City Manager's Agenda #2. A communication transmitted from Richard C. Rossi, City Manager, recommending appointment of Naomie Stephen to the Cambridge Housing Authority.

These are the only two City Boards for which City Council approval is required for appointments by the City Manager. Under recently amended protocols, these will each have a City Council committee hearing prior to coming back to the City Council for a vote.

City Manager's Agenda #3. A communication transmitted from Richard C. Rossi, City Manager, relative to the recently completed Inclusionary Housing Study.

This is by far the most significant agenda item. Any change to Inclusionary Zoning would be a zoning amendment, so this matter will now have to be referred to the Ordinance Committee and Planning Board for further deliberation. The study and the Manager's recommendation call for a substantial increase in the inclusionary requirement. If I read it correctly, the current 15% requirement (which ends up being under 12% of the new units created after the density bonus is added in) would go up to somewhere between 17% and 20% after the density bonus is added. Some activists will, no doubt, want an even higher percentage, but there are at least some indications that the sky is no longer the limit in terms of housing prices and rents. There may be some logic in exercising at least a little caution in increasing the mandatory requirements.

Resolution #4. Resolution on the death of Dorothy Steele.   Councillor Toomey

If you didn't see the recent Eric Moskowitz article on Dorothy Steele on the front page of the Boston Globe (Apr 5, 2016), you really should. It was one of the most beautifully written tributes I've ever read in a newspaper.

Order #2. That all future Government Operations, Rules and Claims Committee meetings related to the selection of a new City Manager be televised.   Councillor Carlone, Councillor Devereux

The actual level of interest in this process among the general public is not nearly as great as the sponsors of the Order seem to think. Interest will definitely pick as we get nearer to an actual vote, but for now it's just the usual suspects.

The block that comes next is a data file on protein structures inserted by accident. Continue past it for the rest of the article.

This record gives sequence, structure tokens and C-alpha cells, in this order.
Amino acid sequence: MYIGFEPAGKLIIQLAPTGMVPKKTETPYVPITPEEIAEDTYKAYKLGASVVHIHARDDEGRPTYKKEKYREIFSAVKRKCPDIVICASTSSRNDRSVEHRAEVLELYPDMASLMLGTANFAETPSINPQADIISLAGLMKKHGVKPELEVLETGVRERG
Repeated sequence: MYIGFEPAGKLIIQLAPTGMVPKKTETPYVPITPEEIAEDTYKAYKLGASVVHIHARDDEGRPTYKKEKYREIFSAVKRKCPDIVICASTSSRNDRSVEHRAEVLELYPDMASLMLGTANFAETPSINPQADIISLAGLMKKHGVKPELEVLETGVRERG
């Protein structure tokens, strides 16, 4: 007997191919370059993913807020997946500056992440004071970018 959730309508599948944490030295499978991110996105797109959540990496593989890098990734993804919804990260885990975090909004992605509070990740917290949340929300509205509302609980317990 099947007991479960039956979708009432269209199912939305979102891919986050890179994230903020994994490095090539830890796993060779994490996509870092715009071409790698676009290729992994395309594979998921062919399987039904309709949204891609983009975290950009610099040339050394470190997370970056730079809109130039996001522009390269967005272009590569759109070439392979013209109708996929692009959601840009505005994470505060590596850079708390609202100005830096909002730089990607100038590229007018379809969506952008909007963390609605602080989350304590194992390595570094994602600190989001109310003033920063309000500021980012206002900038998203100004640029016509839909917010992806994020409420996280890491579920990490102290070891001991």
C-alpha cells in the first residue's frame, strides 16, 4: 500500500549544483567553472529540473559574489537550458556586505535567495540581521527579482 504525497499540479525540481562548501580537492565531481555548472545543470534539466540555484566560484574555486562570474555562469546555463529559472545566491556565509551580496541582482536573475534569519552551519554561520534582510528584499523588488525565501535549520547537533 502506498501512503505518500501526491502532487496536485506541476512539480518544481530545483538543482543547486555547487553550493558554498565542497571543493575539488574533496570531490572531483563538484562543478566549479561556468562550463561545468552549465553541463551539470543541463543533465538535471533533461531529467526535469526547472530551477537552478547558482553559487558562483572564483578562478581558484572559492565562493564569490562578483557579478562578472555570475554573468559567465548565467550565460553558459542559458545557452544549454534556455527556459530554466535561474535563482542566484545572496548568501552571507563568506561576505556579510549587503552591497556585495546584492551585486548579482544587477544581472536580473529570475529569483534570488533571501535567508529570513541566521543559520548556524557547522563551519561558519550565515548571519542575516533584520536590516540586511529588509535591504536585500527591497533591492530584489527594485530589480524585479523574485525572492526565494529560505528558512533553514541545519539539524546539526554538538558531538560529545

Order #5. That the City Manager is requested to write a letter to the Department of Public Health indicating the City of Cambridge's non-opposition for Sage Cannabis Inc., application to operate a RMD in the Business B-2 (MMD-3 Zoning) District within the City of Cambridge, Massachusetts.   Councillor Cheung, Vice Mayor McGovern

I can certainly understand why the City Council might support a zoning change to allow Sage Cannabis to operate a medical marijuana dispensary at a location not previously permitted under zoning, but does the City Council really have to also write them a letter of recommendation? Surely the zoning change should be sufficient. - Robert Winters


No Foolin' – Coming up at the April 4 Cambridge City Council meeting

Every once in a while, reality can be like an April Fools joke on an April Fools joke. As I was preparing to post my annual April Fools Edition of the Cambridge Civic Journal, along came Order #1 on this agenda. See below.

Charter Right #1. That the City Manager is requested to confer with the City Solicitor and other relevant City departments to consider the pending State legislation and pending legislation in the City of Boston and any other actions that would allow Cambridge to institute municipal lobbying regulations. [Charter Right exercised by Councillor Kelley on Mar 21, 2016.]

As I stated in advance of the previous meeting, this is a "solution" in search of a problem. Modeled on a similar proposal being explored in Boston, this Order would require that "lobbyists ... to file twice-yearly reports declaring campaign contributions, the names of their clients, policies that they tried to influence or that they advocated on behalf of, compensation received from clients, and dates of lobbying communications." Who exactly are we talking about here? Is this specifically targeting property owners and their representatives who bring forward zoning petitions or file Special Permit applications? Would this also apply to people employed by the Cambridge Chamber of Commerce and the government relations people associated with the city's major universities? Would representatives of hotel worker unions or the Sierra Club have to register and provide a log of all their activities? Why not also require anyone with a financial interest in the outcome of any City administration or City Council action to register and to provide detailed records of all of their interactions? What exactly is the problem that this measure seeks to cure? Should a residents organization registered as a 501(c)(4) nonprofit also then be required to divulge all of their contributions and expenditures if they exceed the minimum threshold?